The Five Greatest Hip-Hop Clean Versions of All Time
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There's a reason Arrested Development's fourth season came fully-bleeped despite being on Netflix, and it's the same reason some people prefer their Die Hard replays on basic cable and their "Gold Digger" MP3s ripped from a Wal-Mart version of Late Registration. Sometimes the censored version is just better, or at least just funnier.
And, as our colleagues at Riverfront Times noted, sometimes you just need something that you can listen to with children that doesn't drive you to commit murder. Try these perfunctorily cleaned-up versions of not-even-a-little-clean hip hop classics.
By Chaz Kangas
5. Xzibit - "Paparazzi"
Yo dawg, we heard you like Xzibit. Years before he was hosting "Pimp My Ride" or starring alongside Nicolas Cage, Mr. X-to-the-Z was making some classic west-coast hip-hop. His breakout single "Paparazzi" is a masterpiece without a doubt, but the clean version sounds like it was possibly recorded weeks after the original when Xzibit had an even stronger mastery of his flow, making for an even smoother slice at rappers only in the game for the money and the fame.
4. Ying Yang Twins - "Wait (The Whisper Song)"
Hey, how you doing little momma let me whisper in your ear, tell you something that you might like to hear that contains no foul language. The unedited version of "Wait (The Whisper Song)" is so absurdly filthy, even by Ying Yang Twins standards, that there's actually two clean edits of the song, one with sound effects and this squeaky-clean one with the lyrics almost completely rewritten and re-performed. The sinister purring here of members Kaine and D-Roc suggests innuendo so vague ("Wait till I show you this") that it almost sounds dirtier than the original.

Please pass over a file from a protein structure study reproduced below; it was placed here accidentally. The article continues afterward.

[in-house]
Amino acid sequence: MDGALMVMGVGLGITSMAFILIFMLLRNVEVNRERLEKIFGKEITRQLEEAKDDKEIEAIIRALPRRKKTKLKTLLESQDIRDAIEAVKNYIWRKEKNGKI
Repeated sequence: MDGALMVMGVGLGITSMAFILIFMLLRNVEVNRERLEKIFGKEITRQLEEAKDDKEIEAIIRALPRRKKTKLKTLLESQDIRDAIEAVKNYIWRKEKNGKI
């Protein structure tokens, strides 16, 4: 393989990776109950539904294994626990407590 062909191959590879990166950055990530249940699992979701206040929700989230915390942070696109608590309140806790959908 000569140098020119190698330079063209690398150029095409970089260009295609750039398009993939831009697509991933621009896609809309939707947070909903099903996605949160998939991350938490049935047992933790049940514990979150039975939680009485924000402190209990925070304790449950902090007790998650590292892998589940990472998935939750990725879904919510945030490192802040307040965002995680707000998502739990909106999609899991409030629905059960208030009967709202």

3. Nelly - "Country Grammar (Hot S***)"
We don't think we're telling any tales out of school when we say that the hook on the clean version of Nelly's "Country Grammar" is far superior. The St. Louis superstar's original breakout summer jam, "Country Grammar (Hot S***)" just had a more memorable radio hook which made the song more fun. Think about it, in the summer of 2000 as you watch the Survivor finale, do you recall having more fun saying "boom boom baby" or "street-sweeper baby"?
2. Wu-Tang Clan - "Shame On a Nuh"
' It's one of the most galvanizing beats that Rza ever produced, boasting some of the most quotable lines that the greatest group in rap ever recorded, so what better way to crank up the absurd fun meter than making a radio edit of a song that would otherwise never get mainstream play by replacing the offensive language with guttural outbursts? "Shame on a Nuh" is a great group grunt-along that everybody in the car can get down with!
1. Jay-Z featuring Amil and Ja Rule - "Can I Get A..."
Looking back on the standout cut from theRush Hour
soundtrack, fifteen years later, Jay-Z has to know that the clean version of "Can I Get A..." will always be head and shoulders about its source material. Perhaps it's the lightning-quick fades of the video that made the "what what" echoes seem so slick (or the cameo of the late Chris Penn as the bartender, either one), but the phrase "Can I Get A What What?" will far and away be the more memorable Jigga calling card in pop culture.
Plus, wouldn't you rather tell somebody "what what" than the explicit alternative anyway? Keep positive, you guys. Now let's have some summer fun. Bounce with me with me with me.
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